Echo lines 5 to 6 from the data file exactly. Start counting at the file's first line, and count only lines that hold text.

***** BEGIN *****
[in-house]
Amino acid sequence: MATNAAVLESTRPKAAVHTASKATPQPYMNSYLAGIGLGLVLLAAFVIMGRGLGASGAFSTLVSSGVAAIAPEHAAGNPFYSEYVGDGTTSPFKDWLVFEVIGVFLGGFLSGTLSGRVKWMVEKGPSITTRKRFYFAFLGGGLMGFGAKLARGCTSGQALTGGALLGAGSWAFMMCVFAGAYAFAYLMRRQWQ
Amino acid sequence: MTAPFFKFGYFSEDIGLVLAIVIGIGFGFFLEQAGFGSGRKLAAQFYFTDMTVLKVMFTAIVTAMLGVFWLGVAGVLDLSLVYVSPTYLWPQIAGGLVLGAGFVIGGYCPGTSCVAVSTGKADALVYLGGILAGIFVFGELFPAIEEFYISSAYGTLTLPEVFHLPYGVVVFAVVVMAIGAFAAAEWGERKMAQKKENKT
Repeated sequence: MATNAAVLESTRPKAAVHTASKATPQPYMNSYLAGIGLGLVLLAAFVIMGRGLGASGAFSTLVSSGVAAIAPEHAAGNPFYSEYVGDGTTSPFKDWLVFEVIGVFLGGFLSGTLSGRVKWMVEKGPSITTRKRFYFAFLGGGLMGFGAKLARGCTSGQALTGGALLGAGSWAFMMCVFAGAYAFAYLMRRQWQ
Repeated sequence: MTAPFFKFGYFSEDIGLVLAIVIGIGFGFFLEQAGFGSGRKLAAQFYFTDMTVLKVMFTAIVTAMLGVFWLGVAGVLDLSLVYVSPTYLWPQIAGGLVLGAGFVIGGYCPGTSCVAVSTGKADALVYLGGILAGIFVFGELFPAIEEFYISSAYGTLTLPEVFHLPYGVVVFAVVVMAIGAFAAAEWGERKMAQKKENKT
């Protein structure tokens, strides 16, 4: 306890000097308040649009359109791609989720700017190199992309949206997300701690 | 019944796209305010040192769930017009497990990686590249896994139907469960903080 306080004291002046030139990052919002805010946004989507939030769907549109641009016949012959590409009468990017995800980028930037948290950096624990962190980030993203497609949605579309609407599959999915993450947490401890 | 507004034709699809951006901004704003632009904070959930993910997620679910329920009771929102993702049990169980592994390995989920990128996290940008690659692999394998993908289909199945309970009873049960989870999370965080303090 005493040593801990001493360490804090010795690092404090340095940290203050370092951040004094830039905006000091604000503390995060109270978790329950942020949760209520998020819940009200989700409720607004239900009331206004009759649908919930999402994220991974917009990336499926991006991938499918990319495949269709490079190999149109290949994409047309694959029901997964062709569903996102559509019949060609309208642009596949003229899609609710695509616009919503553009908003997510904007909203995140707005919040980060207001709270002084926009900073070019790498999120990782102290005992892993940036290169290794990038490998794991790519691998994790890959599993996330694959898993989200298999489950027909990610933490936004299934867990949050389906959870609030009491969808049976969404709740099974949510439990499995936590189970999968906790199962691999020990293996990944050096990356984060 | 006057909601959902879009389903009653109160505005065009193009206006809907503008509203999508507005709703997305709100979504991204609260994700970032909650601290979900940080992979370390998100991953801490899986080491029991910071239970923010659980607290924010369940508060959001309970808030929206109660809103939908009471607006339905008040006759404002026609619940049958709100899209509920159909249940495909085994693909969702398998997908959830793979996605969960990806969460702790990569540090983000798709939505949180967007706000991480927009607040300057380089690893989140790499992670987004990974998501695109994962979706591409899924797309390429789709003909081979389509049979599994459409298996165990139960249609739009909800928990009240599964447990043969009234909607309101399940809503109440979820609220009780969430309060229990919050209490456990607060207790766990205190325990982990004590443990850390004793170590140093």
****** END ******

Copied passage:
Repeated sequence: MTAPFFKFGYFSEDIGLVLAIVIGIGFGFFLEQAGFGSGRKLAAQFYFTDMTVLKVMFTAIVTAMLGVFWLGVAGVLDLSLVYVSPTYLWPQIAGGLVLGAGFVIGGYCPGTSCVAVSTGKADALVYLGGILAGIFVFGELFPAIEEFYISSAYGTLTLPEVFHLPYGVVVFAVVVMAIGAFAAAEWGERKMAQKKENKT
């Protein structure tokens, strides 16, 4: 306890000097308040649009359109791609989720700017190199992309949206997300701690 | 019944796209305010040192769930017009497990990686590249896994139907469960903080 306080004291002046030139990052919002805010946004989507939030769907549109641009016949012959590409009468990017995800980028930037948290950096624990962190980030993203497609949605579309609407599959999915993450947490401890 | 507004034709699809951006901004704003632009904070959930993910997620679910329920009771929102993702049990169980592994390995989920990128996290940008690659692999394998993908289909199945309970009873049960989870999370965080303090 005493040593801990001493360490804090010795690092404090340095940290203050370092951040004094830039905006000091604000503390995060109270978790329950942020949760209520998020819940009200989700409720607004239900009331206004009759649908919930999402994220991974917009990336499926991006991938499918990319495949269709490079190999149109290949994409047309694959029901997964062709569903996102559509019949060609309208642009596949003229899609609710695509616009919503553009908003997510904007909203995140707005919040980060207001709270002084926009900073070019790498999120990782102290005992892993940036290169290794990038490998794991790519691998994790890959599993996330694959898993989200298999489950027909990610933490936004299934867990949050389906959870609030009491969808049976969404709740099974949510439990499995936590189970999968906790199962691999020990293996990944050096990356984060 | 006057909601959902879009389903009653109160505005065009193009206006809907503008509203999508507005709703997305709100979504991204609260994700970032909650601290979900940080992979370390998100991953801490899986080491029991910071239970923010659980607290924010369940508060959001309970808030929206109660809103939908009471607006339905008040006759404002026609619940049958709100899209509920159909249940495909085994693909969702398998997908959830793979996605969960990806969460702790990569540090983000798709939505949180967007706000991480927009607040300057380089690893989140790499992670987004990974998501695109994962979706591409899924797309390429789709003909081979389509049979599994459409298996165990139960249609739009909800928990009240599964447990043969009234909607309101399940809503109440979820609220009780969430309060229990919050209490456990607060207790766990205190325990982990004590443990850390004793170590140093």